During the archaic times (measured in Internet years) there was but one registrar, Internic. If you wanted to register a domain name, you would browse to the Internic's site, plug in the domain name and some contact info, and the domain was yours, free of charge. I still remember those days, and sure wish I had the foresight to register a few good domain names to sell for a couple millions only a few years later. Times have changed. Internic became Network Solutions (and then snapped up by Verisign), ICANN was formed to assume the oversight of registrars and IP address registrations, and competition prompted the creation of numerous domain name registrars on the Internet.
Without competition, registering a domain name might have been very costly today. No wonder Network Solutions never liked having its monopoly status taken away. While the price of a domain name isn't free any longer, the cost of registering one is trivial, in the order of $6-$7 per year with the inexpensive registrars.
Many registrars claim that they barely break even selling domain names alone. That's why many of them offer ancillary services to their customers. From Web hosting, to DNS management, to Web design services, people have to navigate a maze of offers before they can make a simple domain purchase.
One of these fee-based services is private whois registration. If you own a domain name, surely you receive periodic emails reminding you to keep your whois information up-to-date. Whois is a database of contact information for the domain owners and it’s a treasure trove for spammers. According to ICANN rules, registrars must make best effort to have their respective whois databases updated with accurate information. The contact information generally consists of a domain owner's name, address, email, phone and fax numbers. The database can be queried using the whois protocol. You generally supply a domain name, and the query returns the contact information for that particular domain. Just about all registrars also offer web-based whois search, which, behind the scenes, runs a whois query and returns the result on a web page.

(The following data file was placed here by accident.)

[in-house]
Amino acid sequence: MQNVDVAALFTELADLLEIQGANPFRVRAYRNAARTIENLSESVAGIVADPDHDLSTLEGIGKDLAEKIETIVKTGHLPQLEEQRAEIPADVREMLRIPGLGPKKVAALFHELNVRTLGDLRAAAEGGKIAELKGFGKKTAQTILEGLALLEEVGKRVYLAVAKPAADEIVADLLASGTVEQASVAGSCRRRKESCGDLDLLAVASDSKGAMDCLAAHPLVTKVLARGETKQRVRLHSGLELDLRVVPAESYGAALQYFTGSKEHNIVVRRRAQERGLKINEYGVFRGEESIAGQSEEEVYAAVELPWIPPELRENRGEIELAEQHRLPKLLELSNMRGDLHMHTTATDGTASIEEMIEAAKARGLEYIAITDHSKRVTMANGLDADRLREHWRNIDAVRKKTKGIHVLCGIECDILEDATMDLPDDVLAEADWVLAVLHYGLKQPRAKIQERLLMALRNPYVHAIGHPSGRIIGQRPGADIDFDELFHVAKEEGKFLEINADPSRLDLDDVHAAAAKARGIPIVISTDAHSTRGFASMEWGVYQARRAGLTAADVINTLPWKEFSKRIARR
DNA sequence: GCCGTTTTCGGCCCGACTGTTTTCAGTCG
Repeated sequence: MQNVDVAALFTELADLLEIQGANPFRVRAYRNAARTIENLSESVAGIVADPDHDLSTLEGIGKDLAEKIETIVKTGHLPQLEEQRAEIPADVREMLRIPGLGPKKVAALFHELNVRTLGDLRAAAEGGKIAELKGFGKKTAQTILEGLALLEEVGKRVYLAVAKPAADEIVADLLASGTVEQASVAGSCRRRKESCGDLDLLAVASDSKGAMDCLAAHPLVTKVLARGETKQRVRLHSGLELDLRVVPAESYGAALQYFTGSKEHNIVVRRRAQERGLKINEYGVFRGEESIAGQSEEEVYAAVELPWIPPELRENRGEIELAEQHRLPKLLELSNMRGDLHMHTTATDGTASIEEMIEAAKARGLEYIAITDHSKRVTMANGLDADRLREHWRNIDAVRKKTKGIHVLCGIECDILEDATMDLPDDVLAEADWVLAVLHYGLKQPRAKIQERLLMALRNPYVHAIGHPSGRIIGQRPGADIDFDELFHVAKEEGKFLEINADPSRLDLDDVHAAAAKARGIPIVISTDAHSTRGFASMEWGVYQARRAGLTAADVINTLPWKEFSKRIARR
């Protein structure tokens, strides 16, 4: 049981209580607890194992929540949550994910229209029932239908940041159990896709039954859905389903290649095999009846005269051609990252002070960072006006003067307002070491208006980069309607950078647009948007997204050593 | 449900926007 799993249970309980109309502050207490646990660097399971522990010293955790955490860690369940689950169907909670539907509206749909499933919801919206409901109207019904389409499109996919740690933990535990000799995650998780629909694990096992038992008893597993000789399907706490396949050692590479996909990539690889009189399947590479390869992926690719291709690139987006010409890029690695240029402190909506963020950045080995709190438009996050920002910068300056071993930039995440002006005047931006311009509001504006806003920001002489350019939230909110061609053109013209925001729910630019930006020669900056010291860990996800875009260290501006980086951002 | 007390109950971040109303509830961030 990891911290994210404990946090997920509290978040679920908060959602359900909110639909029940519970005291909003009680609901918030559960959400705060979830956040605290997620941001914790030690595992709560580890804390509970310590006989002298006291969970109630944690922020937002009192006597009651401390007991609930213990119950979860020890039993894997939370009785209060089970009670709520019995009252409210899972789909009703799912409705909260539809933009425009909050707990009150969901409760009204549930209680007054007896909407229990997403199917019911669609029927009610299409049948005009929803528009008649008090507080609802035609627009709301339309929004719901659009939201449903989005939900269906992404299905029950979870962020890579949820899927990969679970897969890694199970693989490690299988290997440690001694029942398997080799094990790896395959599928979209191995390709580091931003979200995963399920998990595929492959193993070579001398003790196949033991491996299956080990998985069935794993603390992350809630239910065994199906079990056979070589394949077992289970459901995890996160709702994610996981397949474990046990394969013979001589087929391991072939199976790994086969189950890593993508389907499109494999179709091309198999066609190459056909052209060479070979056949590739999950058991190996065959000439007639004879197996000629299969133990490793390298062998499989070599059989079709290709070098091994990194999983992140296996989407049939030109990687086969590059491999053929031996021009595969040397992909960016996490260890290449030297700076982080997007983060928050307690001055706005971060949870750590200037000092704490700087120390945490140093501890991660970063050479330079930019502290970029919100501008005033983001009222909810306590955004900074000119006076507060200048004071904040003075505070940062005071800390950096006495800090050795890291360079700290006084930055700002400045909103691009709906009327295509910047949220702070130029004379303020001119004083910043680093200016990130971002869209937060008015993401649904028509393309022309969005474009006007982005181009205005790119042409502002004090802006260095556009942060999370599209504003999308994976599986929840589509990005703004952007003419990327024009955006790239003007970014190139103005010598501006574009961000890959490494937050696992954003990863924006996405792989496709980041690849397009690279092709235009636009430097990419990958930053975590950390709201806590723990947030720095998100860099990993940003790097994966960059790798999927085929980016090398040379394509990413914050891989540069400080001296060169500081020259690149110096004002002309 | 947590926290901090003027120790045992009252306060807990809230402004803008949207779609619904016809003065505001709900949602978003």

Spammers quickly discovered that they can unleash bots on whois registries and harvest millions of email addresses to spam to. In order to thwart them, registrars have implemented technologies to sniff out and block robots (generally marked by queries arriving at rapid succession), distinguish between human and robot activity (via CAPTCHAs), and finally offering private whois registrations.
For a fee, the registrar substitutes its own contact information for that of the actual domain owner, in effect protecting the privacy of the domain owner. Some could charge as much as $10 per year for this service alone. To me, that's a racket and it hurts the people who can least afford it. Think about it, most companies would never opt for a service like that. Why would they? It's free publicity for their company and it's another avenue for the public to find their contact information. Private citizens, however, may not want their home addresses and phone numbers revealed, but they have to pay to keep that information private. It doesn't make sense, except that the registrars crunched the numbers and figured out they can make more money this way. If most people were interested in publicizing their private data, you can bet that the registrars would have masked out that information, and then would have charged for keeping it open.
I am all in favor of requiring domain owners to keep their whois information up-to-date, but registrars should not use that as a tool to scare people into paying for private registrations. That choice should be left to the domain owners and it should be free of charge either way.
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